How to Stop Beating Yourself Up, An Ode to Being Imperfect
"A father pointed to his paraplegic son and railed at God for his imperfect child. God's reply came: "Seek perfection in your reactions, not in your son's physical makeup." The real message here is that we, as human beings, must accept the fact that we are imperfect, and that is alright.
Kristin Neff, author of a must-read book called "Self-Compassion: Stop Beating Yourself Up and Leave Insecurity Behind," defines perfection as the compulsive need to achieve and accomplish goals, with no allowance for falling short of ideals.
Why do some people insist on perfection in everything they do? Many theories attempt to explain this. One reason is that the perfectionist is insecure and believes that he or she is not good enough. In other words, there is a lot of self-judgment in those who seek perfection.
A second reason is that the perfectionist is compensating for a deep sense of inadequacy. The view is that others are better than they are. In their pursuit of perfection, they are up against frustration because perfection is not achievable for anyone.
The fact is that we live in a competitive society that demands constant productivity. While the nation does not require perfection, it does reward those who strive for it. However, in striving for perfection, we run into nothing but self-hatred, frustration, and depression because it is impossible to be perfect.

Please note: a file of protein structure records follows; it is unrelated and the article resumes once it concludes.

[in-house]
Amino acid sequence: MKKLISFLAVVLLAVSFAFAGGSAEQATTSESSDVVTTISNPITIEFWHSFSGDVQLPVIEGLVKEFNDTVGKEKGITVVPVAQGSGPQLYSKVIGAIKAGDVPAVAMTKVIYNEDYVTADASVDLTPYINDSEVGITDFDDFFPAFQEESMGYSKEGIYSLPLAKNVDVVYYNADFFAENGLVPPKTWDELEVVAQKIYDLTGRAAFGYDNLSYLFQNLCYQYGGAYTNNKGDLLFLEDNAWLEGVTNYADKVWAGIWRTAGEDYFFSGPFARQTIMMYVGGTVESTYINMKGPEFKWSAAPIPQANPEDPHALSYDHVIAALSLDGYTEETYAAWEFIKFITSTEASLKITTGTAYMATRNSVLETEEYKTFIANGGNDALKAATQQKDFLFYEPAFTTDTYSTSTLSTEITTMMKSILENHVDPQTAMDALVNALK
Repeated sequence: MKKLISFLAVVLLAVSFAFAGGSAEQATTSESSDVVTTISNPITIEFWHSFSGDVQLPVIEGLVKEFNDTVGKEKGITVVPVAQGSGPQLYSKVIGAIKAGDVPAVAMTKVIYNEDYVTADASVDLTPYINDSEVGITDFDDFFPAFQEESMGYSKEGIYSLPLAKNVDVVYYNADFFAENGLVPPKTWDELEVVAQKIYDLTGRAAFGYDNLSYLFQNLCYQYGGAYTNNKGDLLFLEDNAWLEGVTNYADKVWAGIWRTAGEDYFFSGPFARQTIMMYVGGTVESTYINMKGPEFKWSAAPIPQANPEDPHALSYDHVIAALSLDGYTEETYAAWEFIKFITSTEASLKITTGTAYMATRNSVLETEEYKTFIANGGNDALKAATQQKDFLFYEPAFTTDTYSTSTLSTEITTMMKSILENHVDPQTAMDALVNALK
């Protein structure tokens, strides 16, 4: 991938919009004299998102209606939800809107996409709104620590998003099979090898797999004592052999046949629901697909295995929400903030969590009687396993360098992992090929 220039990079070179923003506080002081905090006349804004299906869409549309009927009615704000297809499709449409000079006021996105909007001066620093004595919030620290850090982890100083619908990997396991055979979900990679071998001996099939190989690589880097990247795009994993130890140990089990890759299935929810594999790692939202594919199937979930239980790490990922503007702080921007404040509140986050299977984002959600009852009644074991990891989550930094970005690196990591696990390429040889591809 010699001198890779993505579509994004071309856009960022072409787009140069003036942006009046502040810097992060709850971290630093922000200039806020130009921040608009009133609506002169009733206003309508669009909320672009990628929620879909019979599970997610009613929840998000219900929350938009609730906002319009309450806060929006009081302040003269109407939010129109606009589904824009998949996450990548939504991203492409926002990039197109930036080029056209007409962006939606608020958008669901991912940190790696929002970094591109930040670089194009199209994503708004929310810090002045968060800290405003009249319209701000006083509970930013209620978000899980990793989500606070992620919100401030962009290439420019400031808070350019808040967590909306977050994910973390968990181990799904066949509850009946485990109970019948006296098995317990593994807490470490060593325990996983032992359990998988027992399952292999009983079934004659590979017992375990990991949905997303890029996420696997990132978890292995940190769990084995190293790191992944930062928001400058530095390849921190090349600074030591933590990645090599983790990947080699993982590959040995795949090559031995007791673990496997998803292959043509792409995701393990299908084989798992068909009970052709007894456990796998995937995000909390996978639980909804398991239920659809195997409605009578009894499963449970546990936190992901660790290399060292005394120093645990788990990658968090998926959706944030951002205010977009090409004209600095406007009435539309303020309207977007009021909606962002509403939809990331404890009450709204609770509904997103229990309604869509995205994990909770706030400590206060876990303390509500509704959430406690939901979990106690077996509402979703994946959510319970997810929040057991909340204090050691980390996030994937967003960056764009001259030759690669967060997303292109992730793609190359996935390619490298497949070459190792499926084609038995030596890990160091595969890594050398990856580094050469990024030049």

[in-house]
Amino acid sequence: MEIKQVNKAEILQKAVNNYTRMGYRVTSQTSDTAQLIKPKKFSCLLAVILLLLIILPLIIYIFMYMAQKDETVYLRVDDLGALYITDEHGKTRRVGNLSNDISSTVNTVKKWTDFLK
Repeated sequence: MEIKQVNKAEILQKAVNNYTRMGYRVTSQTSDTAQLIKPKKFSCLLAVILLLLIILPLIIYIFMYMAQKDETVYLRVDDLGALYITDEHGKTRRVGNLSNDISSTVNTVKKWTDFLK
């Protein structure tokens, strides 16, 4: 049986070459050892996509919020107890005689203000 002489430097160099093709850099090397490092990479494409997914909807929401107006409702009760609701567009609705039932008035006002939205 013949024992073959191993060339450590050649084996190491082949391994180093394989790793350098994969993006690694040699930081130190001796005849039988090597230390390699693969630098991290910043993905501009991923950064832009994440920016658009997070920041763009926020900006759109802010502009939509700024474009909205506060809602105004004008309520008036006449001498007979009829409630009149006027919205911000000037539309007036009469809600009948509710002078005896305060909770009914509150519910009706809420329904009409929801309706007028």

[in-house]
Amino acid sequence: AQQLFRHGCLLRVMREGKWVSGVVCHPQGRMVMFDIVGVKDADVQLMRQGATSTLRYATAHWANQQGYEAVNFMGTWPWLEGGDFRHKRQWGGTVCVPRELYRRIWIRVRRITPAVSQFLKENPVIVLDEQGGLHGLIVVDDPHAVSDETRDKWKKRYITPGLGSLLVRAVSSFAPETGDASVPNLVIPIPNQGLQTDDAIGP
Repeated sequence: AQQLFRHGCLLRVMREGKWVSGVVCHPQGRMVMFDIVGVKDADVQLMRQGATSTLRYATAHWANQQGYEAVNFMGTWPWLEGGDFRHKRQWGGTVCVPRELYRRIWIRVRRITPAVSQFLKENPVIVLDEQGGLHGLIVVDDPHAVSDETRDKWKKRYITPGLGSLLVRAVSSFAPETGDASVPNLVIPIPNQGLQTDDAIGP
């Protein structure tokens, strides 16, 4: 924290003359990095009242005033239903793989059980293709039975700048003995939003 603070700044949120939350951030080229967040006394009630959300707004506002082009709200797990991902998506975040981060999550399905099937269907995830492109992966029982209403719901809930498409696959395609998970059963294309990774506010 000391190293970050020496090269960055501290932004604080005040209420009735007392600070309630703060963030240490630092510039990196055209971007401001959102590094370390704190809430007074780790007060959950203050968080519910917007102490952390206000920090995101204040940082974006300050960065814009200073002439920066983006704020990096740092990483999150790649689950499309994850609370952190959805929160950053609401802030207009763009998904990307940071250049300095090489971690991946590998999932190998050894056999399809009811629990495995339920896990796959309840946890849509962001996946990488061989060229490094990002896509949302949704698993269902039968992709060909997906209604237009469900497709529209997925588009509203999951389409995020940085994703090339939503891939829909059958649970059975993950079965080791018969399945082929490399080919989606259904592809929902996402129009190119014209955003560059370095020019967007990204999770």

As Tara Brach points out in her excellent book, Radical Acceptance, there is something wonderfully bold and liberating about saying yes to our entire imperfect and messy life. With even a glimmer of that possibility, joy rushes in. Yet when we have been striving to make Pillsbury(perfect) biscuits for a lifetime, the habit of perfectionism does not quickly release its grip. When mistrust and skepticism creep in, it is tempting to back down from embracing life unconditionally. When we put down ideas of what life should be like, we are free to accept life wholeheartedly.
Unless we give perfectionism a terrible reputation, it does have a right side to it. In so far as it motivates people to do the very best they can, it has advantages. Striving to achieve and setting high standards for yourself can be a productive and healthy trait. However, once a person places self-esteem on perfection, then there is nothing but unhappiness. Neff points out that the perfectionist is at significant risk of developing eating disorders, anxiety, depression, and other emotional problems.
It is a relief to accept being faulty and accept the way we are.
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